Pressures of college felt early

Pressures of college felt early


ASL hosted the PSAT on October 20, for which there was a high attendance from both the sophomore and junior grades. The test seemed to come as a shock to the tenth graders. Soon after the test finished there was a lot of discussion among the student body about whether ASL has been preparing them enough for the application and transition process into universities in their second year of High School.

The pressure of entering universities and other institutions of higher learning is becoming evident in the sophomore class.

Many sophomores said that ASL has not been doing a good job preparing them for their later years in High School and even further. “ASL doesn’t talk to the sophomores enough about college. The students need more clarification on the process of getting into universities,” Paula Paddack (’15) said.

Recently, in a poll of 40 sophomore students conducted by The Standard where students were asked to rate how important in their lives universities were at this moment on a scale of one to 10 (10 being the most imporant), 55 percent of students polled answered with numbers seven through nine. The students also often commented that they were already worrying about the application process and getting into “good colleges,” one sophomore said.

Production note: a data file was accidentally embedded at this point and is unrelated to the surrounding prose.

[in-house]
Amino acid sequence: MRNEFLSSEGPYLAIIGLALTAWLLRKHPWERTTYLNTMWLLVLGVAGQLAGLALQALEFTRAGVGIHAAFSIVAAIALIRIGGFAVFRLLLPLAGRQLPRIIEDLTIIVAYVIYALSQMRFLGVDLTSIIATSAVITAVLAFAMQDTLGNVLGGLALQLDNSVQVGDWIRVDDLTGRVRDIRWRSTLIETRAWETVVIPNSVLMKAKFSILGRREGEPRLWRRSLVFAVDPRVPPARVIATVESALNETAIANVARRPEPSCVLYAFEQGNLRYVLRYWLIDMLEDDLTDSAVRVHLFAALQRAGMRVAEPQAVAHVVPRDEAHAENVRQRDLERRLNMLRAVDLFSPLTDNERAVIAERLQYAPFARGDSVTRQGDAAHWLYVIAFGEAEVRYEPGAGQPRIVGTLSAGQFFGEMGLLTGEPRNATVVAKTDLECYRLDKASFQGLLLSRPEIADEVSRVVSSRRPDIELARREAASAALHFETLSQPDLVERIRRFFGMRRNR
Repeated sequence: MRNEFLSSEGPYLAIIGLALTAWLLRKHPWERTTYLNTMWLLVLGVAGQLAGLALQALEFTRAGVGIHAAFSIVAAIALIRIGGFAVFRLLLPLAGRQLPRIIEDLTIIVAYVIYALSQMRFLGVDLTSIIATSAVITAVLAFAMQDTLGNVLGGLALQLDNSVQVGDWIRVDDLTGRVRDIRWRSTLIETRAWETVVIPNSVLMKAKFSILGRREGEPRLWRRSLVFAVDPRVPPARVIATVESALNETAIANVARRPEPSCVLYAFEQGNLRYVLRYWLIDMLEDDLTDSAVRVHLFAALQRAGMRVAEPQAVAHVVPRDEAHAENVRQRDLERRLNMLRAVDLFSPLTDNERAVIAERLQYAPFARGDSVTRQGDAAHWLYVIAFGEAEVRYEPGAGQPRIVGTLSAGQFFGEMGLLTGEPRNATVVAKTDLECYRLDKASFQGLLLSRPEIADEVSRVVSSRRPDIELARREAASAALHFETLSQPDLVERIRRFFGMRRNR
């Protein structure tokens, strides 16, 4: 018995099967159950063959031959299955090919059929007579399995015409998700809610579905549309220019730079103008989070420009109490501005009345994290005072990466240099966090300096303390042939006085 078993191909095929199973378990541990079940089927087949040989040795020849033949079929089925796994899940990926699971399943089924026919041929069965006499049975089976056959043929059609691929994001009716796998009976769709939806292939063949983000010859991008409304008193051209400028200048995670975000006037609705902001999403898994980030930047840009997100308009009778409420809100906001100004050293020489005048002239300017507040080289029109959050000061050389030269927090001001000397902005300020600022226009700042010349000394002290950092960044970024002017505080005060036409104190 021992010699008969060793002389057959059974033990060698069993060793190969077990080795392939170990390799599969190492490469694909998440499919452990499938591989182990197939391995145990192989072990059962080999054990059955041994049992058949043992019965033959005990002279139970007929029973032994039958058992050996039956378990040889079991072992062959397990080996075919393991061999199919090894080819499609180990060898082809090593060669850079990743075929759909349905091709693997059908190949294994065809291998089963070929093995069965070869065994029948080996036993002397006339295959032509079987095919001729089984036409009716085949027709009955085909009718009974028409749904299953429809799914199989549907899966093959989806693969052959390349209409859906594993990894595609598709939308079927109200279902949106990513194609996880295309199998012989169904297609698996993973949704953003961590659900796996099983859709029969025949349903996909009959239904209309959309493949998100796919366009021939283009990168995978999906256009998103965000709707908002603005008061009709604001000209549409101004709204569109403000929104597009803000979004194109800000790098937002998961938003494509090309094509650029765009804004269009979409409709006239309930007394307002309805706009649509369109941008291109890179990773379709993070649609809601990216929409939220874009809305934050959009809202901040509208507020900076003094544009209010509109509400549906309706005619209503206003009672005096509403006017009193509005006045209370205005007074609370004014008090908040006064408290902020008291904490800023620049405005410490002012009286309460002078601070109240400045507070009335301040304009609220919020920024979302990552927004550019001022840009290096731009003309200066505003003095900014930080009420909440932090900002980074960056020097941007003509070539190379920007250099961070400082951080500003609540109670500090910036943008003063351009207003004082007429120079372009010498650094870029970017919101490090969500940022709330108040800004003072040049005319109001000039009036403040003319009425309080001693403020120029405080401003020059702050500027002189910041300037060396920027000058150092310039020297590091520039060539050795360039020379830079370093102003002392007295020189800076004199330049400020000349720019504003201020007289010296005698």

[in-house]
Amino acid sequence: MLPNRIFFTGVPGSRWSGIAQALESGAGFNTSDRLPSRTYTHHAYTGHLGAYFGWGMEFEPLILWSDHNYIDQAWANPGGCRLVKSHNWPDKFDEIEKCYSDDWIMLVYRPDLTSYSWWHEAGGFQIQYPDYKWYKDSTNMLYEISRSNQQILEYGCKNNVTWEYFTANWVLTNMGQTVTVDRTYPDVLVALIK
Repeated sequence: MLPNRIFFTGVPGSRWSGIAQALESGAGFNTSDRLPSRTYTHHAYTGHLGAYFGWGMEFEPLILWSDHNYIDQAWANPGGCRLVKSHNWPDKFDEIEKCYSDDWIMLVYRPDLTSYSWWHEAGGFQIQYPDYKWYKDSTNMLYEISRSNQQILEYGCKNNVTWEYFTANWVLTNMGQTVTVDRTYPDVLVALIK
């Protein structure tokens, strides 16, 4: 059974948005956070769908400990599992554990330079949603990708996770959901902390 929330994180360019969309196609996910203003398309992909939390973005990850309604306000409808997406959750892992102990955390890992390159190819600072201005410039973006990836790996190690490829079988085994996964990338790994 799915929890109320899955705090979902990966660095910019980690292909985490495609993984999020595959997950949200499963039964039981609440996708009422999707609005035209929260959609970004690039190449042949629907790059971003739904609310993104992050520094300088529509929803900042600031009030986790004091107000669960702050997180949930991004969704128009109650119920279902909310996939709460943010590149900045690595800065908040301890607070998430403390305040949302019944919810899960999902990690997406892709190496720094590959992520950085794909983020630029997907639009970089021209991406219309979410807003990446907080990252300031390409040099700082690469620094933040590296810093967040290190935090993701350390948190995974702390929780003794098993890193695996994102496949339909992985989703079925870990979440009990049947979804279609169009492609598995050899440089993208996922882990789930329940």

After being asked where they fit on the previously mentioned scale, the students were asked what are their main influences for having picked the number that they did. Most sophomores responded that a desire for a stable future following their education, as well as parental pressure, were the main reasons behind their choice. “The main source of pressure [upon sophomore students] regarding universities comes from the expectations that are placed on them by their parents,” Laura Jonsson (’15) said.

Even though a large number of sophomores said that they worry about universities at this point because of their parents, many clarified that it was also up to each individual person. “[The main pressure about university comes from] parents for sure,” Matt D’Angelo (’15) said. “They help sway decisions. But I just want to do well in general to have a bright future.”

Most sophomores surveyed said that they feel that they need to start focusing on universities now so as to maximize their chances at higher education, but Grade 10 Dean Meg Bailey offers a different point of view. “You could be taking test prep courses, or college touring, but that isn’t necessary just yet. Colleges pay attention to different things at this age,” she said.

She went on to specify that “students shouldn’t be doing anything apart from what they are already doing.” Which, in essence, Bailey said, was doing well in their classes, getting involved throughout the school, and honing down their reading, writing, and mathematics skills for standardized testing. The rest is essentially not important yet when at this stage in High School.